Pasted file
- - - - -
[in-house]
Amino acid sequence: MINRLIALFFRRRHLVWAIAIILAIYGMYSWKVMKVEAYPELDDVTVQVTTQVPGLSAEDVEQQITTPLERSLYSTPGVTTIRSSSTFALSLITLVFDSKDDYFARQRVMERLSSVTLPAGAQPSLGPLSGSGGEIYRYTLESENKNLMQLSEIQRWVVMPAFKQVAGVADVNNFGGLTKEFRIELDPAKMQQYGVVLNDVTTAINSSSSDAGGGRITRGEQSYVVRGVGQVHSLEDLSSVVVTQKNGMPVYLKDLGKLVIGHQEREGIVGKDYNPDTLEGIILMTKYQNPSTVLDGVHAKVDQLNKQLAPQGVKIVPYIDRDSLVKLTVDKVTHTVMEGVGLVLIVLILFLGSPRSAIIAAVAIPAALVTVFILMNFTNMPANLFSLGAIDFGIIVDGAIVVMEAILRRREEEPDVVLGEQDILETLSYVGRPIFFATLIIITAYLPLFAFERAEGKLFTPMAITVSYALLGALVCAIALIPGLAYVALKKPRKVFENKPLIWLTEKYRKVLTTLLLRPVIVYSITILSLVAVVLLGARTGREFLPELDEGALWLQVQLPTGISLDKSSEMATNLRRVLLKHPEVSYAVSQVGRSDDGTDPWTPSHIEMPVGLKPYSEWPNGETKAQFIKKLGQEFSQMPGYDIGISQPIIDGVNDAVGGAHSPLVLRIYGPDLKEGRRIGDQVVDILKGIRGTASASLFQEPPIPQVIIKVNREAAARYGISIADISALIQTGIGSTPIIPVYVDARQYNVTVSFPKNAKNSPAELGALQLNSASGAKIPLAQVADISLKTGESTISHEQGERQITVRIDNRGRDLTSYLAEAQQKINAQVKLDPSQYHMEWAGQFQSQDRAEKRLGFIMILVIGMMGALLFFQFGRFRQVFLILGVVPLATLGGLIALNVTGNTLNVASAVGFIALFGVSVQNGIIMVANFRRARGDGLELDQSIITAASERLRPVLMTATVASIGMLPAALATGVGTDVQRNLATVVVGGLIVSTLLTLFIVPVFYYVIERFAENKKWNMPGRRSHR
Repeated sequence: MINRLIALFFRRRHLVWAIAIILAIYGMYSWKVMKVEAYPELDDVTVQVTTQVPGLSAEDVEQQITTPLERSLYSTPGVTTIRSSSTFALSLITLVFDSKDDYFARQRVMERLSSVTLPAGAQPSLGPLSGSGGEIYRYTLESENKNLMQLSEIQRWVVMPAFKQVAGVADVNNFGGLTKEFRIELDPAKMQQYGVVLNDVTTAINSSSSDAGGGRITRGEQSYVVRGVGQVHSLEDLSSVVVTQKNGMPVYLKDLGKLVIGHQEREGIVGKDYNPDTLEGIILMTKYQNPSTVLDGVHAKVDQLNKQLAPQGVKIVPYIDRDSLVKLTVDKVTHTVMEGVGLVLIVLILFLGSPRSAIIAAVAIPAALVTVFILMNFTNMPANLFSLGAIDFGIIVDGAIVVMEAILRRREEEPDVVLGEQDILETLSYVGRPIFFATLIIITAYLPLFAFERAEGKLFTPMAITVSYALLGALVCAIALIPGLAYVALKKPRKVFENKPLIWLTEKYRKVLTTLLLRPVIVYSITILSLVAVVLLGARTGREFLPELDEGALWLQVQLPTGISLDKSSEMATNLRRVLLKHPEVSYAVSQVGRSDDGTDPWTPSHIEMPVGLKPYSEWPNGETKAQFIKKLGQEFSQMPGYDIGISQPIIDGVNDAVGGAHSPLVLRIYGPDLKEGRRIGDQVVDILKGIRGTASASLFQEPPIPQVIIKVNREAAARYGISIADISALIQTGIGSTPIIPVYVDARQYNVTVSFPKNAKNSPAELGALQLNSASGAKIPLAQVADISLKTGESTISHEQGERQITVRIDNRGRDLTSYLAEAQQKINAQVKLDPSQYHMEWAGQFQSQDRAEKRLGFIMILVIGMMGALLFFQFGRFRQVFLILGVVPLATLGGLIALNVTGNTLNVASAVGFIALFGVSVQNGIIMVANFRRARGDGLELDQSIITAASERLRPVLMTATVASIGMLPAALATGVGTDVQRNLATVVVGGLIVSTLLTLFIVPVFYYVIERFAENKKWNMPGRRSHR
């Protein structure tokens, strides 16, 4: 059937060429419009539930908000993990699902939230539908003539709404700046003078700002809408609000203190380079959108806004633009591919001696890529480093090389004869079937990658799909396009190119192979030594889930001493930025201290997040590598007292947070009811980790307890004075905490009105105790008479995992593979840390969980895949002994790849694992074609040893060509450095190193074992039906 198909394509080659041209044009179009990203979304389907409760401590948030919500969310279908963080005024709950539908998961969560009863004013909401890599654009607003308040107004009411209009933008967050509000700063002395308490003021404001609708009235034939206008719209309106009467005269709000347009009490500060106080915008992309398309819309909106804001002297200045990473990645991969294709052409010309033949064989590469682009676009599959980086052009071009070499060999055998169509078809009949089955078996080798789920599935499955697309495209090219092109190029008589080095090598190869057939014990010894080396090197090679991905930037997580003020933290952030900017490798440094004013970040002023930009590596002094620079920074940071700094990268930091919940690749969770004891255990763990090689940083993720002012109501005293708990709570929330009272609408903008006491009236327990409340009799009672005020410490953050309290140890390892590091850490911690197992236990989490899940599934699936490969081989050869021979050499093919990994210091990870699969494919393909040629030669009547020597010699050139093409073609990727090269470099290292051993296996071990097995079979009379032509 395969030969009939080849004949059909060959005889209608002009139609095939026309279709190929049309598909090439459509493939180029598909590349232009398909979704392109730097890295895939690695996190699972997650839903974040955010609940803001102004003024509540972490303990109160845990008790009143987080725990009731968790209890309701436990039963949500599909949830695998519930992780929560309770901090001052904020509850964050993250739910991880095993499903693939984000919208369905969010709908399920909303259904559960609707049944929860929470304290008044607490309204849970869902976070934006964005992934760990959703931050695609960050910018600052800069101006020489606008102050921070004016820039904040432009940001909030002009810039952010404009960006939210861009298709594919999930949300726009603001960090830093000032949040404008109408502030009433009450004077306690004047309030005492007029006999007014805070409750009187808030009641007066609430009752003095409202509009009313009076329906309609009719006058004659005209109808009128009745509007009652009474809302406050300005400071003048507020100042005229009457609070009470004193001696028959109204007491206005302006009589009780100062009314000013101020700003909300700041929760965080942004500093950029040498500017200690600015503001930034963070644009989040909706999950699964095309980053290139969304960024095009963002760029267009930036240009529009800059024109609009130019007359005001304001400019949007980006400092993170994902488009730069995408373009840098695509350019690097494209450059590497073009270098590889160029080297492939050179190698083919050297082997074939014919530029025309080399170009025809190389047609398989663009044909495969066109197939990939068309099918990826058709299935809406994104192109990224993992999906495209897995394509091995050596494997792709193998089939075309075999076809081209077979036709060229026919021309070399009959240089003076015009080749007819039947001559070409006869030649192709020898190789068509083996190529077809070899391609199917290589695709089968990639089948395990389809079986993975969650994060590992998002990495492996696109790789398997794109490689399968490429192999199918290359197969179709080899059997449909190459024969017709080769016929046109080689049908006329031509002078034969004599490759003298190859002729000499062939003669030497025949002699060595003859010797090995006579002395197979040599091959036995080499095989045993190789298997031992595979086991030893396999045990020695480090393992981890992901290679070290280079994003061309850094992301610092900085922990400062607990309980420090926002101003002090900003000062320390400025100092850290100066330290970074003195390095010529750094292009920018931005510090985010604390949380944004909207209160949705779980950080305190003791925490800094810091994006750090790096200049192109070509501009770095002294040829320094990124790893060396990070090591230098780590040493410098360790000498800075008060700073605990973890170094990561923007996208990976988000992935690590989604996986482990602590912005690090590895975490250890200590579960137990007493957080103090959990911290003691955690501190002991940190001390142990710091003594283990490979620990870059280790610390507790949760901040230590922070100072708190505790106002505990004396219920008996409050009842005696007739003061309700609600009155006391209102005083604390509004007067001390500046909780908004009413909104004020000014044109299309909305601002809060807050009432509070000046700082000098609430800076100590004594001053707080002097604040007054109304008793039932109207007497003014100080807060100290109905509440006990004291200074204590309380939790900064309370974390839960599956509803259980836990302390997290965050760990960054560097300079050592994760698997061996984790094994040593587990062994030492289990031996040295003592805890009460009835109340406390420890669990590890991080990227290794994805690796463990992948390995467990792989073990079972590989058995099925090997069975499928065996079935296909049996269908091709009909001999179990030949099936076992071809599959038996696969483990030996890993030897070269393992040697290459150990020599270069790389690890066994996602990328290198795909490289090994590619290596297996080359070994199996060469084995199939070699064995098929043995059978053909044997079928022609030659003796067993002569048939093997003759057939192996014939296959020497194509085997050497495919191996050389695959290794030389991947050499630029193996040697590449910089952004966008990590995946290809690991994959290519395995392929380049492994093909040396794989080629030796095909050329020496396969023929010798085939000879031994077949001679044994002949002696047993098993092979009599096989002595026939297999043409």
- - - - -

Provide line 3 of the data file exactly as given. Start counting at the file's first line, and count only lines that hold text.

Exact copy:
Repeated sequence: MINRLIALFFRRRHLVWAIAIILAIYGMYSWKVMKVEAYPELDDVTVQVTTQVPGLSAEDVEQQITTPLERSLYSTPGVTTIRSSSTFALSLITLVFDSKDDYFARQRVMERLSSVTLPAGAQPSLGPLSGSGGEIYRYTLESENKNLMQLSEIQRWVVMPAFKQVAGVADVNNFGGLTKEFRIELDPAKMQQYGVVLNDVTTAINSSSSDAGGGRITRGEQSYVVRGVGQVHSLEDLSSVVVTQKNGMPVYLKDLGKLVIGHQEREGIVGKDYNPDTLEGIILMTKYQNPSTVLDGVHAKVDQLNKQLAPQGVKIVPYIDRDSLVKLTVDKVTHTVMEGVGLVLIVLILFLGSPRSAIIAAVAIPAALVTVFILMNFTNMPANLFSLGAIDFGIIVDGAIVVMEAILRRREEEPDVVLGEQDILETLSYVGRPIFFATLIIITAYLPLFAFERAEGKLFTPMAITVSYALLGALVCAIALIPGLAYVALKKPRKVFENKPLIWLTEKYRKVLTTLLLRPVIVYSITILSLVAVVLLGARTGREFLPELDEGALWLQVQLPTGISLDKSSEMATNLRRVLLKHPEVSYAVSQVGRSDDGTDPWTPSHIEMPVGLKPYSEWPNGETKAQFIKKLGQEFSQMPGYDIGISQPIIDGVNDAVGGAHSPLVLRIYGPDLKEGRRIGDQVVDILKGIRGTASASLFQEPPIPQVIIKVNREAAARYGISIADISALIQTGIGSTPIIPVYVDARQYNVTVSFPKNAKNSPAELGALQLNSASGAKIPLAQVADISLKTGESTISHEQGERQITVRIDNRGRDLTSYLAEAQQKINAQVKLDPSQYHMEWAGQFQSQDRAEKRLGFIMILVIGMMGALLFFQFGRFRQVFLILGVVPLATLGGLIALNVTGNTLNVASAVGFIALFGVSVQNGIIMVANFRRARGDGLELDQSIITAASERLRPVLMTATVASIGMLPAALATGVGTDVQRNLATVVVGGLIVSTLLTLFIVPVFYYVIERFAENKKWNMPGRRSHR